(1986) Written and directed by Stephen King; Based on the short story “Trucks,” by Stephen King; Starring: Emilio Estevez, Pat Hingle, Laura Harrington and Yeardley Smith;
Available on DVD and Netflix Streaming
Available on DVD and Netflix Streaming
Rating: * ½
“A lot of people have directed Stephen King novels and stories, and I finally decided if you want something done right, you ought to do it yourself.” – Stephen King (from the Maximum Overdrive trailer)
I’ve wondered, off and on, if there was any value to continuing with Cinematic Dregs, my ongoing exploration of the worst of the worst. Inevitably, these reviews about (generally) awful films take the longest to write, with an inverse relationship between quality and time to complete my post. While it’s an admittedly painful process, I can rest easy knowing I’m performing a valuable service for filmgoers everywhere, watching these movies so no one else has to, taking one for the team, if you will. I keep holding out with the vain hope that some minor gem will turn up during my exploration of the awful. Hell, a few of the flicks I’ve examined (For Your Height Only, Ice Cream Man and The Car) were at least watchable, and even enjoyable in spots, so that’s why my quest continues. Maximum Overdrive, however, is not one of those films.
In an expression of (allegedly) coked-up hubris, Stephen King, tired of watching other directors handle his work, set out to make a horror movie the way he wanted. And why not? Riding a wave of popularity as an acclaimed author, and success writing the screenplay for Creepshow, a fun ode to EC Comics, directing a movie seemed to be the logical next step. Too bad the results were so inept. Maximum Overdrive starts with a basic premise that would have seemed hackneyed in a B-movie from the ‘50s. When Earth passes through the tail of a comet, cosmic forces beyond our comprehension cause machines to take on a life of their own. The bulk of the movie focuses on the hapless humans terrorized by driverless tractor trailers at the Dixie Boy truck stop.
In an introduction to his treatise on horror, Danse Macabre, King commented, “…if we invest in the people, we invest in the movie… and in our own essential decency.” Unfortunately for King, he failed to heed his own advice. The audience is given nothing worthwhile to invest in. Instead of archetypes, virtually everyone in the film is a stereotype. Veteran actor Pat Hingle is wasted as a hateful redneck, and a large amount of screen time is devoted to a pair of annoying newlyweds (including a shrieking Yeardly Smith). In an early scene, when a drawbridge inexplicably opens up, sending one truck over the edge, and other vehicles crashing into each other, we’re treated to a Volkswagen bus with a hippie exclaiming, “Wow! Far out, man!” (Yep, that’s about the film’s speed.) Emilio Estevez, whose downward spiral could probably be traced to this film, comes closest to being a sympathetic character. After Repo Man and The Breakfast Club, it seemed as if there was no stopping his trajectory as one of the more promising young actors of the ‘80s. That is, until he met this movie.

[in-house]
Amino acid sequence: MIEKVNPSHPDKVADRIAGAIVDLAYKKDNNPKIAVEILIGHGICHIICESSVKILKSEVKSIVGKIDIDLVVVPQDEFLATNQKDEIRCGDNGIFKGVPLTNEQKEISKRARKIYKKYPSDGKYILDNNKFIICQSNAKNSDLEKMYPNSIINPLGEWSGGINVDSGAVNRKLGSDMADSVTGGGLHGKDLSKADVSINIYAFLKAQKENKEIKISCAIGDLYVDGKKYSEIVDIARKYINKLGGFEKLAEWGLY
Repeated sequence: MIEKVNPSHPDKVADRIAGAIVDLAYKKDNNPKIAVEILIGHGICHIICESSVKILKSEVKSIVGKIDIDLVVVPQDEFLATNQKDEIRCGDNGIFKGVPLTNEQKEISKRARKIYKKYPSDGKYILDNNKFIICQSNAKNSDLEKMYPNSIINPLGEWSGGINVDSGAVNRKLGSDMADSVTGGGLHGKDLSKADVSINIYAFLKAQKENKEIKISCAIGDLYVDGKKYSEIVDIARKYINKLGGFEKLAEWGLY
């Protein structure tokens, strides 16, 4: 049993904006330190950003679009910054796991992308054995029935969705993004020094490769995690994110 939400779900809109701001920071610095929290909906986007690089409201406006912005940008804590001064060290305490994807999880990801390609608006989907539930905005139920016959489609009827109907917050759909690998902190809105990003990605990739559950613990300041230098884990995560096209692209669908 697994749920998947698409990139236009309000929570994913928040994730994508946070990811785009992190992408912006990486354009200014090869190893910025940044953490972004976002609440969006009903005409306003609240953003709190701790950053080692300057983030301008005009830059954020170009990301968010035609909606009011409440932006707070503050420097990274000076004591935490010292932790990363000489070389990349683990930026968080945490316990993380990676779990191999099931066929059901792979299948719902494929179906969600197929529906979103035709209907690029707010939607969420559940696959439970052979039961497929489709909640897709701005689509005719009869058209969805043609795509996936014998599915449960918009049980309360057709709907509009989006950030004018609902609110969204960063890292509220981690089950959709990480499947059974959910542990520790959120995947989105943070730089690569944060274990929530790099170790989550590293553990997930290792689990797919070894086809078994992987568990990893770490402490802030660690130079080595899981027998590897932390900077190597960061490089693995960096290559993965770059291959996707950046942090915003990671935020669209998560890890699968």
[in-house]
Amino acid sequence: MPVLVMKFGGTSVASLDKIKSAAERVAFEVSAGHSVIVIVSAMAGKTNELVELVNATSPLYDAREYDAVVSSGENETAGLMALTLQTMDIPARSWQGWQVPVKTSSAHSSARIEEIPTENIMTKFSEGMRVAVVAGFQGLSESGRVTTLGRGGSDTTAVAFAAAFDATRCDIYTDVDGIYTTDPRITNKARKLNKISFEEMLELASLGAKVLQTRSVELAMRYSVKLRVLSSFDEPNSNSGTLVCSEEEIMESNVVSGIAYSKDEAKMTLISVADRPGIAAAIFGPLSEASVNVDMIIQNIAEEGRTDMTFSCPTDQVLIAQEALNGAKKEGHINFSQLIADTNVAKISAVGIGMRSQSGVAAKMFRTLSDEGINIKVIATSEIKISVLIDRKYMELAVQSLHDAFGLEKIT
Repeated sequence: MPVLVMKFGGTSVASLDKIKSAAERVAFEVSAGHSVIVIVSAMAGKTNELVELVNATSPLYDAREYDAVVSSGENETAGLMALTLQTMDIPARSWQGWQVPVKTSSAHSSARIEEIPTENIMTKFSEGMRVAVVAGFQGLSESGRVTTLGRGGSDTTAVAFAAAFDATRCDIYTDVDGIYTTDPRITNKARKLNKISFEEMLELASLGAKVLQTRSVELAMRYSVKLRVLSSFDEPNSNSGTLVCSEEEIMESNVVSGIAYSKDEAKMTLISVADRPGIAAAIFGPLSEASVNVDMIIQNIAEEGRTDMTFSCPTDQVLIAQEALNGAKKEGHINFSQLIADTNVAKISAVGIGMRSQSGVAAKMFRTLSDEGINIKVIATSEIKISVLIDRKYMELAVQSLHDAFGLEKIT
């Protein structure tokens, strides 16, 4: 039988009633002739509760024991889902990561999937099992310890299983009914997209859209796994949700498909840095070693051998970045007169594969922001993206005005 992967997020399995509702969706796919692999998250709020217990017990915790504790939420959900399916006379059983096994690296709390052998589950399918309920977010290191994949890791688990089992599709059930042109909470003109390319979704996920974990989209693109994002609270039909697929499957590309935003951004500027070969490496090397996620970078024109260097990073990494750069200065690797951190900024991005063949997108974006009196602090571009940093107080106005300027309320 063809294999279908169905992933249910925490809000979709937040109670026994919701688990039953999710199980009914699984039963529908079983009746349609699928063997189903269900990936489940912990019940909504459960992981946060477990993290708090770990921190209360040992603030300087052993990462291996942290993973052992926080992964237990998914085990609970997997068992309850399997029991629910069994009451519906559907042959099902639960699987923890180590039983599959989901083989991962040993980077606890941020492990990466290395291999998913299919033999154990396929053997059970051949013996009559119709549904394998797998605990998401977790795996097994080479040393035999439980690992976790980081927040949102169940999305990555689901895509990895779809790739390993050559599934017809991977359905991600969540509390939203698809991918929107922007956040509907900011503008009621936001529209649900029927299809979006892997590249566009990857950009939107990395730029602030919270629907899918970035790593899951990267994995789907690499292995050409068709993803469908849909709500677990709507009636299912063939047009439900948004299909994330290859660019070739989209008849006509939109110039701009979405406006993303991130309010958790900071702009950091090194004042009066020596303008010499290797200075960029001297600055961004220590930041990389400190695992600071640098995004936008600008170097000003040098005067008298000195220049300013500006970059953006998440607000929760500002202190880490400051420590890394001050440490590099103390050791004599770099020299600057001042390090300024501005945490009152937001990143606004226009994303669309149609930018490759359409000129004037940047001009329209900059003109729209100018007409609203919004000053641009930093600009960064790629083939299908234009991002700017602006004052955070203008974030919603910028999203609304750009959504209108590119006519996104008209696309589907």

Another major offense is King’s inconsistent tone. When he wants to be funny, he fails miserably, and when he wants to be serious, the results are laughable. It’s impossible to watch a scene in which an autonomous lawnmower chases a kid on a bicycle with a straight face. In another profoundly stupid sequence, little leaguers are assaulted by a rogue soda machine and a steamroller. Maximum Overdrive also fails to follow its own rules. Why some trucks come to life while others remain dormant, remains a mystery. By the same token, it’s never explained why the aforementioned newlyweds’ car fails to turn against them. Things that shouldn’t move, do, such as a machine gun that swivels on its own. (SPOILER ALERT – If you care) When the survivors are making their getaway in a sailboat, the motorboats docked in the marina make no attempt to ram them. Earlier in the film, the survivors discover weapons stored in the basement of the Dixie Boy, but they don’t think to use them against the trucks, and become their willing slaves instead. The titles at the end try to wrap things up, with a half-assed explanation of the strange goings on, but the only thing you’re likely to feel is relief that the movie’s finally over.
Over the years, Stephen King hasn’t minced words expressing his disdain for Stanley Kubrick’s adaptation of his novel The Shining, implying that Kubrick didn’t really understand horror films. After watching King’s stab at directing, I think it’s safe to say King may not either. As a movie that’s more horrible than horrific, Maximum Overdrive may just be the crown jewel of bad movie night. All others are advised to stay far, far away.